Alex and Paul’s joint effort

Last Tuesday (19th) Rick set us up in pairs and asked each pair to write paragraphs of a piece of prose alternately. Alex and I wrote the piece below. I have transcribed it exactly as we wrote it on the night.

For some reason, the tide doesn’t want to be in or out during the middle part of the day. If you want to see ships enter the dock, you will have to catch the high tide, which is only early in the morning or late at night. I have only seen ships twice in my seventeen years in Berkeley.
Sometimes I watch the tides change, unaware that time has passed. The river sucks in water with an invisible straw, and lets it seep back in under the brows of the clouds.
Few creatures visit this place, preferring instead the comfort of the crowds up at the New Grounds. Sometimes I see a curlew; sometimes a sparrowhawk; but the sight of a lapwing, performing the aerial dance of a flock, alone, shows how empty it really is.
I remember once I took someone there. Dared them to share it with me. Ive tried to share it, but we soiled the silence with too many breaths, too many eyes; I was aware of the seconds and the moment seemed staged and finite.
There is nothing here that wants to be found. There is nothing to be shared except what you bring with you. You must bring the sky. You must bring the water. You must bring the emptiness, and the solitude.
I fear the people who bring nothing. I have distanced myself from their emptiness. I tell them to leave me alone by writing these words in the murky mudbanks with my weathered fingers. They get the hint and the fading daylight blends them into the night, whilst I stagger on.
Tomorrow they will be washed away. Tomorrow the river’s soothing touch will smooth away the scars. The healing has begun.


Normal For Stroud is a blog for use by members of Stroud Writers Group

Tuesday 17th August
A good meeting with six of us attending, including one new member.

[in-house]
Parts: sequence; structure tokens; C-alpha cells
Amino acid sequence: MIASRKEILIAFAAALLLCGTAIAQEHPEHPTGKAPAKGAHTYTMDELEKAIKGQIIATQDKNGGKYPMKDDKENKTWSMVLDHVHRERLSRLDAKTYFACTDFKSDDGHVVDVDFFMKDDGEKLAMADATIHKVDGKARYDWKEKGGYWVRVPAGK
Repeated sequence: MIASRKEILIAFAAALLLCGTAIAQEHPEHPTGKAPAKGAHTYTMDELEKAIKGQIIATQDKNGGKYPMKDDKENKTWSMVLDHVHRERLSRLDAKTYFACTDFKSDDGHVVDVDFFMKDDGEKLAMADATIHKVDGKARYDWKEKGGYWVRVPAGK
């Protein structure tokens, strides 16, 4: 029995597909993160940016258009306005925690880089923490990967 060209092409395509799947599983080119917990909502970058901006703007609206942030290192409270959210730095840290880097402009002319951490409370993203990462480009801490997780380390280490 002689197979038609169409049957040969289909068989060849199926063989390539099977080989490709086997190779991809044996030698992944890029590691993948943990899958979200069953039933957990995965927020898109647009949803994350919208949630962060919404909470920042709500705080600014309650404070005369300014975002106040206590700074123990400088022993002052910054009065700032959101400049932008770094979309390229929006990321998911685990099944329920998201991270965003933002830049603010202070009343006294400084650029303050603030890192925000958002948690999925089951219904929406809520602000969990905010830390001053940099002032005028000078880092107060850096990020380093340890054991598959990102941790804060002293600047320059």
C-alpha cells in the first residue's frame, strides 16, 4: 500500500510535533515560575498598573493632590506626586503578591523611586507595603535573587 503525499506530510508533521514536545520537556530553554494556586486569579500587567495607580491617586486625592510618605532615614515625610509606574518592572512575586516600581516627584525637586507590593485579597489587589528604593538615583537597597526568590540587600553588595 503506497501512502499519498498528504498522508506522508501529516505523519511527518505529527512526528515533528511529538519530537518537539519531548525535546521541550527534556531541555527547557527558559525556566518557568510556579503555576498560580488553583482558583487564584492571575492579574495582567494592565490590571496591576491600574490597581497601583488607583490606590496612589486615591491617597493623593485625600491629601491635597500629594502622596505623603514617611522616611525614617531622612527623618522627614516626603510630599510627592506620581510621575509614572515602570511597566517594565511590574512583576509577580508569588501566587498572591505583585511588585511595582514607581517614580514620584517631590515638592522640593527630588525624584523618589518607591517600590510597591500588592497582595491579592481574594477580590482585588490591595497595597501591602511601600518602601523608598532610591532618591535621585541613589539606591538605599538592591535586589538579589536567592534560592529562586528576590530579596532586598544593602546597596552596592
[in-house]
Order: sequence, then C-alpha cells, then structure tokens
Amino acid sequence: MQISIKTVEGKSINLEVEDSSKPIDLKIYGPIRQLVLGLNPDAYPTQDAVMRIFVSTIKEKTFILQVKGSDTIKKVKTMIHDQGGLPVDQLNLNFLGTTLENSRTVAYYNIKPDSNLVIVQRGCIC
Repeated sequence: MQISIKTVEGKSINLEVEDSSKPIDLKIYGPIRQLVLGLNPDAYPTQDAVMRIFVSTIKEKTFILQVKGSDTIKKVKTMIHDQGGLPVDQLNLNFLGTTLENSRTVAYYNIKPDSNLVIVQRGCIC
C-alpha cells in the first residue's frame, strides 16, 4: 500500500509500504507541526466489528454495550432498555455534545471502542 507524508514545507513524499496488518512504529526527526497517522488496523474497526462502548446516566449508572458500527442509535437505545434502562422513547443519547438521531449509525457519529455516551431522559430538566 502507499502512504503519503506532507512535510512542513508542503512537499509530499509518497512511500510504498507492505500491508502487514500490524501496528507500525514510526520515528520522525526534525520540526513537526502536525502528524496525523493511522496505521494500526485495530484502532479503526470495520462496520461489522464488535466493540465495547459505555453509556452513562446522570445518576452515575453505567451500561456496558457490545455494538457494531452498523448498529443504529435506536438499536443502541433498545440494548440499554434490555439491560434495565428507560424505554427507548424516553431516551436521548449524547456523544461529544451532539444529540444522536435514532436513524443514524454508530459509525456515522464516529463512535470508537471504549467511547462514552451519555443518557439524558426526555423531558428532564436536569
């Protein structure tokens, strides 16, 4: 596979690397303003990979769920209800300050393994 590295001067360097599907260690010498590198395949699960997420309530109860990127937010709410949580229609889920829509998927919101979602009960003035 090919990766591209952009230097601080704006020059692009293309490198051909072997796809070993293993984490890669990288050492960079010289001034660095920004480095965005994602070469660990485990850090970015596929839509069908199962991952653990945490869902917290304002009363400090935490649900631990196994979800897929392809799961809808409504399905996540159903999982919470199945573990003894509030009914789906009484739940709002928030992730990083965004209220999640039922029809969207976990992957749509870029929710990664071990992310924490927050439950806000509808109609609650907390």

We visited Stroud Cemetery where Rick asked us to choose a grave and create an obituary inspired by the name of the person buried there.

There were a few questions about the blog:

Is it possible to receive notification of new posts?
If you look at the bottom of this page there is a button entitled “Sign me up!”. Press this button and follow the instructions. If you have a WordPress account and you are logged in, emails will be sent to the address you used to sign up to WordPress. You will also note that if you post a comment you are given the option of being informed when there is a reply.

Can we embed links to other sites in the posts?
You can embed links in post, comments and we even have a sidebar of permanent links (on the right). If you can’t see it go to the top of the page and click on “Normal for Stroud”. If you want to add a link (e.g. to your existing blog) email it to me.

If you want to see examples click here.

Can we link to FaceBook?
Apparently there are various ways of linking to FaceBook, Twitter and a few other networking sites. The only thing I have tried so far is to set up a Twitter account and have tweets displayed in a blog (not this one, but it wouldn’t be difficult).

Homework (optional obviously)
Expand on the obituary created during the meeting (or whenever!)

Rick is thinking of creating a magazine and is looking for ideas for a name.

Members can post their work here for review and comment by other members of the group. If you would like to post for review please ask at the next group meeting, or leave a comment below. If you have problems posting you have a few options

  1. Email the text to me and I will post it on your behalf or
  2. Ask me for advice or
  3. Follow the link to the wordpress tutorial page

During the summer, meetings will be held at Rick’s house. I don’t want to post Rick’s address on the internet so if you need to know how to get there please contact Rick.

For blog related enquiries I am at most meetings or can be emailed at

Here are some draft rules for commenting on work (to be discussed)

  1. Polite and friendly
  2. Constructive comments are preferred
  3. No personal or offensive language